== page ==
Saskatchewan

Sask. non-profit highlights four key priorities for curbing sexual violence

You probably know someone who has experienced sexual violence — even if you don't know it — according to Sexual Assault Services of Saskatchewan (SASS) executive director Kerrie Isaac.

SASS wants 'immediate action' on four priorities in blueprint to end violence

Sexual Assault Services of Saskatchewan has outlined four key steps it says need to be taken to reduce sexual violence in the province. (HTWE/Shutterstock)

You probably know someone who has experienced sexual violence — even if you don't know it — according to Sexual Assault Services of Saskatchewan (SASS) executive director Kerrie Isaac. 

Isaac said that's why people should care about how to effectively reduce the rates of violence. In May, SASS released a 22-point action plan, meant to be a blueprint for dropping rates while shifting attitudes in the province. 

Now the centre has directed the public eye to a few key points requiring "immediate attention." 

​"We want all 22 actions to be fulfilled, but this is a start: the first four that we have decided to prioritize," Isaac said. 

One calls for an expansion to the sexual violence first responder training. SASS has 34 certified members who can lead a two-day course that offers a comprehensive look at sexual violence. 

She said they have worked with people from the military, tribal councils, police and schools. SASS wants more people to take the course and Isaac said they need to certify more people to lead the course as demand grows.  

In May, SASS identified 22 key actions that 'represent an inclusive and collaborative approach in addressing sexual violence and promoting safer communities across Saskatchewan.' These are four points that the organization is prioritizing. (SASS)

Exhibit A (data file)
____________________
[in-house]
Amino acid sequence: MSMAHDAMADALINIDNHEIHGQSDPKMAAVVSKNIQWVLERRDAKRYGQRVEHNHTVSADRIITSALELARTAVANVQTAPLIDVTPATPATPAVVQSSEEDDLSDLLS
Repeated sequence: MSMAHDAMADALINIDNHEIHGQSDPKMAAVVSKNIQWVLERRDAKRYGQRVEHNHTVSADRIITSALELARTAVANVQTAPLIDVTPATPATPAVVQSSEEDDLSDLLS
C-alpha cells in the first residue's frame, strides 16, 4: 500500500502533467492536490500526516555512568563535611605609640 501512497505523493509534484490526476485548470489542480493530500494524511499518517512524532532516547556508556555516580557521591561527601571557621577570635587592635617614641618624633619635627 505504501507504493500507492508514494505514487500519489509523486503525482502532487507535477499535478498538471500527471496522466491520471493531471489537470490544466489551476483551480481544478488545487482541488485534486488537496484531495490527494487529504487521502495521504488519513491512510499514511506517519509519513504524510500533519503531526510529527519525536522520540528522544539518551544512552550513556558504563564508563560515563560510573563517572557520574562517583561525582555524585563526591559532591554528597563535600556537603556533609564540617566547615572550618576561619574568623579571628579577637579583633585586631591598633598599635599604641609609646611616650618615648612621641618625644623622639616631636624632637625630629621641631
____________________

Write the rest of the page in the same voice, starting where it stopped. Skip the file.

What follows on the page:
There's also a call to expand Sexual Assault Nurse Examiner (SANE)  training to nurses in remote or rural communities. SANE nurses conduct the forensic kits at the hospital after a sexual assault and are trained to be "trauma-informed."

The program is only available in Regina, but Isaac said an expansion could ensure the "standard of care" province-wide. 

She said it's crucial survivors of sexual violence are supported when they first disclose the violence or get help. 

"If we put those mechanisms in place: where survivors are feeling supported, heard, safe, then they will seek those additional supports, like counselling." 

SASS executive director Kerrie Isaac said the action plan is a framework, or a road map, to ending sexual violence in Saskatchewan. (Submitted by Tiffany Wolf)

Expanding the SANE program and the first responder training are good first steps toward strengthening support in all of the province, she said. 

"There are some rural and remote communities, that don't even have access to services and supports, so there's huge gaps in there." 

SASS is also calling for the expansion of existing trauma and violence informed counselling to meet the unique challenges seen in the province.

Calls for more public awareness 

SASS's fourth key point is a call for more public awareness and education initiatives that can "challenge the attitudes and norms that perpetuate sexual violence."

Some people believe that only women are victims or that, "sexual violence perpetrators are usually in a dark alley and it's a stranger," she said. "Well, that's not the case. It's usually by ​friends, family and acquaintances." 

Isaac noted that there has been a small shift in attitudes and there's also been movement on the action plan since it was release.

On Wednesday, the province announced a new program focused on sexual assault education training for workers in the justice system.

Justice Minister Don Morgan said that initiative was in response to recommendations made by SASS. Isaac also pointed to the provincially funded Philadelphia model, an advocate case review pilot that's underway in Regina. 

Isaac said it will take continued money, time, collaboration and care to make a long-term change. She noted that while more needs to be done, she's positive. 

"Sexual violence has always occurred. I feel like more individuals are not accepting of it anymore." ​

About the Author

Kendall Latimer

Journalist

Kendall Latimer has shared compelling stories, photos, audio and video with CBC Saskatchewan since 2016. She loves a good yarn and is always open to chat: kendall.latimer@cbc.ca.

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